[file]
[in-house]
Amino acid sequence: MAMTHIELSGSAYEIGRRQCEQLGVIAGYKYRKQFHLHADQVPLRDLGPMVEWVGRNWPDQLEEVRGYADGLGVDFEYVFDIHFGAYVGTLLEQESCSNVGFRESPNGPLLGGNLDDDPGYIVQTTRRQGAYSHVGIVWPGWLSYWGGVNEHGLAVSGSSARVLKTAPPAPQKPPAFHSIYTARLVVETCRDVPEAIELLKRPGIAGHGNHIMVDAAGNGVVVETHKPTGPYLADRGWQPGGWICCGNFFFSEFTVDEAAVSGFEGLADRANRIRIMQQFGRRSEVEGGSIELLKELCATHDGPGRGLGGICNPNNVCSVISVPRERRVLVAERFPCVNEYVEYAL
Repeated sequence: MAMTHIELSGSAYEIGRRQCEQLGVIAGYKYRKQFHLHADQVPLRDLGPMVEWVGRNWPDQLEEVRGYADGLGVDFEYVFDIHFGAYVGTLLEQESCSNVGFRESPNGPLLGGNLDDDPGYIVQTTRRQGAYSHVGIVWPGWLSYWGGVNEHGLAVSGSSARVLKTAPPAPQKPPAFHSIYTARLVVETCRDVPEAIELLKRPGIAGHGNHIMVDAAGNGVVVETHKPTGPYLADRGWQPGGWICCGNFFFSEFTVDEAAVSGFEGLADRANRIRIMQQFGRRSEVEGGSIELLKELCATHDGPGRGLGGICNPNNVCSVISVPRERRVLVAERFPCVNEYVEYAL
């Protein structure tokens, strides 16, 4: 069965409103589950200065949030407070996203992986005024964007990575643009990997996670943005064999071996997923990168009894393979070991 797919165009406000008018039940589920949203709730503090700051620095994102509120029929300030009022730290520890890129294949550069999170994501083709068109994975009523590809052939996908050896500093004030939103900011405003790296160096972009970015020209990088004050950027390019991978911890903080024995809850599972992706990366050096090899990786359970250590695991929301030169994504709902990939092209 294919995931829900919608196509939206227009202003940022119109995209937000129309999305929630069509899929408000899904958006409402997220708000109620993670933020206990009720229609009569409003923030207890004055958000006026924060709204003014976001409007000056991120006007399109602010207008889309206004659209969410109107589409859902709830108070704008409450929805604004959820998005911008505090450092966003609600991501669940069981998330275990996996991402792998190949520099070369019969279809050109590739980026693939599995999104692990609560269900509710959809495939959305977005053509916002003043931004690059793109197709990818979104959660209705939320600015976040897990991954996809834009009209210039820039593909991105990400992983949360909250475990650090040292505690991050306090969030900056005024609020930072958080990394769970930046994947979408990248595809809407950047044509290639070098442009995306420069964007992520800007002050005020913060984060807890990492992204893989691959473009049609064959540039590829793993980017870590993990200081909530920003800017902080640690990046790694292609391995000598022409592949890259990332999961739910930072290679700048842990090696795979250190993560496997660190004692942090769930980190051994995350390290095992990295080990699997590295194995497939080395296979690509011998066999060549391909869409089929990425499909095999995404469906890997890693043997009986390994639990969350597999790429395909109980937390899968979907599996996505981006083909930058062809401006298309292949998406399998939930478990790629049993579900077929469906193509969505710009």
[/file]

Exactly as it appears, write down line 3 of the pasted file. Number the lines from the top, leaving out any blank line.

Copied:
Repeated sequence: MAMTHIELSGSAYEIGRRQCEQLGVIAGYKYRKQFHLHADQVPLRDLGPMVEWVGRNWPDQLEEVRGYADGLGVDFEYVFDIHFGAYVGTLLEQESCSNVGFRESPNGPLLGGNLDDDPGYIVQTTRRQGAYSHVGIVWPGWLSYWGGVNEHGLAVSGSSARVLKTAPPAPQKPPAFHSIYTARLVVETCRDVPEAIELLKRPGIAGHGNHIMVDAAGNGVVVETHKPTGPYLADRGWQPGGWICCGNFFFSEFTVDEAAVSGFEGLADRANRIRIMQQFGRRSEVEGGSIELLKELCATHDGPGRGLGGICNPNNVCSVISVPRERRVLVAERFPCVNEYVEYAL